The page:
Rental demand has climbed in Greater Geraldton following the launch of several large development projects, according to the Mid West Development Commission – a sign that green shoots are starting to emerge in the coastal city’s housing market.
REIWA data reveals similar movement in median house prices, with the suburb of Geraldton experiencing annual median house price growth of 22.3 per cent in 2020, similar to the neighbouring suburbs of West End, Utakarra and Waggrakine, which lodged upticks of 27.7 per cent, 22.9 per cent and 23.6 per cent respectively.
While not every locality recorded sales activity, little over half of the city’s suburbs enjoyed movement, particularly the east-north-east town of Mullewa which saw a 30 per cent spike.
Considered the hub of the Mid West – a region covering almost a fifth of Western Australia’s land mass and constituting the state’s most diverse regional economy – Geraldton is known to reap economic benefits from activity in the area.
The Mid West Development Commission, which aims to grow the region, is supportive of dozens of regional projects designed to increase opportunities in the Mid West.
Commission Chair Tim Glenister said some of these projects, including a ballooning aquaculture industry, had already had a positive impact on Geraldton’s property market.
“These projects will all have employment demand during construction, and demand for housing generally follows,” he said.
“We have already recently seen an increased demand for rental accommodation.”
At the moment, the State Government has budged for a handful of Mid West projects, including a Main Roads office redevelopment, health centre upgrades and development of Greenough Regional Prison.
The funding is a welcome complement to the region’s strengths in construction, healthcare, public administration and several other employment sectors.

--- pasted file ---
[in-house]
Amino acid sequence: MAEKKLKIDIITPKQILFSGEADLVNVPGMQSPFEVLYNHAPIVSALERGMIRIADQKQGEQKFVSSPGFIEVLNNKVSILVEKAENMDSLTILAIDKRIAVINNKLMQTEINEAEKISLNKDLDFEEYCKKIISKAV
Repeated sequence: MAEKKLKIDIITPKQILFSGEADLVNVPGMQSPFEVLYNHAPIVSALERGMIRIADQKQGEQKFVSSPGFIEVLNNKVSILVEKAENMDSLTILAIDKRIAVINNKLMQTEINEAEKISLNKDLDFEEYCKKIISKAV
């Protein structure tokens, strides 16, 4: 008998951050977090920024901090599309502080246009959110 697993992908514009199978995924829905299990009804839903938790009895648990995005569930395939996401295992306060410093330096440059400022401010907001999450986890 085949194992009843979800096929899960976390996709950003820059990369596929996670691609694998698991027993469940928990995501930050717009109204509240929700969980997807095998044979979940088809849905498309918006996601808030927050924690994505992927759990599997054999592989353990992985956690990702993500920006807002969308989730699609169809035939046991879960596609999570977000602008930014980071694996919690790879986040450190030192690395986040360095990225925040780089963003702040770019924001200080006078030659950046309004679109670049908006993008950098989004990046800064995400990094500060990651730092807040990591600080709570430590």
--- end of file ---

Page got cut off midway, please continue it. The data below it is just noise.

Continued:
Mr Glenister said the job opportunities and positioning between Perth and the north’s growing economies would be one of many factors that would increase the Mid West’s liveability, particularly Geraldton’s.
“It’s all about the lifestyle,” he said. “With a beautiful Mediterranean climate, the sun shines almost all the time.
“In winter the temperature averages around 20C and 33C in summer.
“And specifically in relation to the marine aquaculture industry, there is significant potential for job creation – up to 1400 jobs.”
Also helping to stir the housing market in Greater Geraldton is the appeal of natural attractions such as Mid West beaches, a strong sporting culture and infrastructure, and more than 50 schooling options for children as well as tertiary institutions for further study.
“Significant investment has also taken place in the latter sector recently, providing the Mid West with state-of-the-art higher education and training facilities and infrastructure,” Mr Glenister said.
“We also cater for older generations, with the Queen Elizabeth II Seniors and Community Centre offering activities that promote an active, healthy lifestyle.
“The facility acts as a one-stop shop of information for seniors and their families, with events and workshops allowing for regular socialising.”
The Mid West Development Commission is one of nine commissions in WA dedicated to maximising job opportunities and drawing people to the state’s regional patches.
Country WA residents can find the projects their local regional commission supports by visiting www.drd.wa.gov.au/Pages/Home.aspx.